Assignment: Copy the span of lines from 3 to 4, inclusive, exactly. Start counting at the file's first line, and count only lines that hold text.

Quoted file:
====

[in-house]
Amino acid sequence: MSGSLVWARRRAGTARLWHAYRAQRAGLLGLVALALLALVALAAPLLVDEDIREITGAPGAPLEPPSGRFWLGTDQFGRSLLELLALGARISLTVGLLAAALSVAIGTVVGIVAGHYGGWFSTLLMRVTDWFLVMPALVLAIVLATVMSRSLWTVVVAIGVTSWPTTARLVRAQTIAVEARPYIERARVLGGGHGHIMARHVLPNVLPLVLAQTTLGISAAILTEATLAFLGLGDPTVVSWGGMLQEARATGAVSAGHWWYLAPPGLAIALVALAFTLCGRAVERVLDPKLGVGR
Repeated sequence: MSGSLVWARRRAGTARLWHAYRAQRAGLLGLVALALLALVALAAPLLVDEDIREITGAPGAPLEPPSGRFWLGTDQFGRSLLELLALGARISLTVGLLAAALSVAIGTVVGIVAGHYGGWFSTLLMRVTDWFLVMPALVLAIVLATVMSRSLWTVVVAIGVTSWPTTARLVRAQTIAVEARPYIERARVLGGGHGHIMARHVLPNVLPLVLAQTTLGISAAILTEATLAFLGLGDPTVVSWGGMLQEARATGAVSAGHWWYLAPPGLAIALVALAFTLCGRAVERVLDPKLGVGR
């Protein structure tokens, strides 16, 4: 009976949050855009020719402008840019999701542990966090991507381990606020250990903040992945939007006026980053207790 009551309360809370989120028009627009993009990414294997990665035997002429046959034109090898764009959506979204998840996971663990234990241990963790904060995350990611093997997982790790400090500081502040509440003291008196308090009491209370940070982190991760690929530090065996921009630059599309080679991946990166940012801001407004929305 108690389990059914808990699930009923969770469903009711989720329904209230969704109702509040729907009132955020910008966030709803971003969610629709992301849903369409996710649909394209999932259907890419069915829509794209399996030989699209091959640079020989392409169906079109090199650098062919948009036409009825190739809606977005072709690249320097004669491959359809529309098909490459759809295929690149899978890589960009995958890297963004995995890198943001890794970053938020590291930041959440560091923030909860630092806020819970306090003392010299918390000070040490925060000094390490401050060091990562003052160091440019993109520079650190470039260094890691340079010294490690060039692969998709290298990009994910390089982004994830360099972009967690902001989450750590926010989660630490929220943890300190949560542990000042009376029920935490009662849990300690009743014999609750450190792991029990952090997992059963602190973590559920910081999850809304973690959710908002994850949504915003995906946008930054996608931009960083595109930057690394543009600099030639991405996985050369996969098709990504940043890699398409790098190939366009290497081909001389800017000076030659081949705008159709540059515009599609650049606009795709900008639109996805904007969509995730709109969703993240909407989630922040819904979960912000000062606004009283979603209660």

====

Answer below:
Repeated sequence: MSGSLVWARRRAGTARLWHAYRAQRAGLLGLVALALLALVALAAPLLVDEDIREITGAPGAPLEPPSGRFWLGTDQFGRSLLELLALGARISLTVGLLAAALSVAIGTVVGIVAGHYGGWFSTLLMRVTDWFLVMPALVLAIVLATVMSRSLWTVVVAIGVTSWPTTARLVRAQTIAVEARPYIERARVLGGGHGHIMARHVLPNVLPLVLAQTTLGISAAILTEATLAFLGLGDPTVVSWGGMLQEARATGAVSAGHWWYLAPPGLAIALVALAFTLCGRAVERVLDPKLGVGR
């Protein structure tokens, strides 16, 4: 009976949050855009020719402008840019999701542990966090991507381990606020250990903040992945939007006026980053207790 009551309360809370989120028009627009993009990414294997990665035997002429046959034109090898764009959506979204998840996971663990234990241990963790904060995350990611093997997982790790400090500081502040509440003291008196308090009491209370940070982190991760690929530090065996921009630059599309080679991946990166940012801001407004929305 108690389990059914808990699930009923969770469903009711989720329904209230969704109702509040729907009132955020910008966030709803971003969610629709992301849903369409996710649909394209999932259907890419069915829509794209399996030989699209091959640079020989392409169906079109090199650098062919948009036409009825190739809606977005072709690249320097004669491959359809529309098909490459759809295929690149899978890589960009995958890297963004995995890198943001890794970053938020590291930041959440560091923030909860630092806020819970306090003392010299918390000070040490925060000094390490401050060091990562003052160091440019993109520079650190470039260094890691340079010294490690060039692969998709290298990009994910390089982004994830360099972009967690902001989450750590926010989660630490929220943890300190949560542990000042009376029920935490009662849990300690009743014999609750450190792991029990952090997992059963602190973590559920910081999850809304973690959710908002994850949504915003995906946008930054996608931009960083595109930057690394543009600099030639991405996985050369996969098709990504940043890699398409790098190939366009290497081909001389800017000076030659081949705008159709540059515009599609650049606009795709900008639109996805904007969509995730709109969703993240909407989630922040819904979960912000000062606004009283979603209660």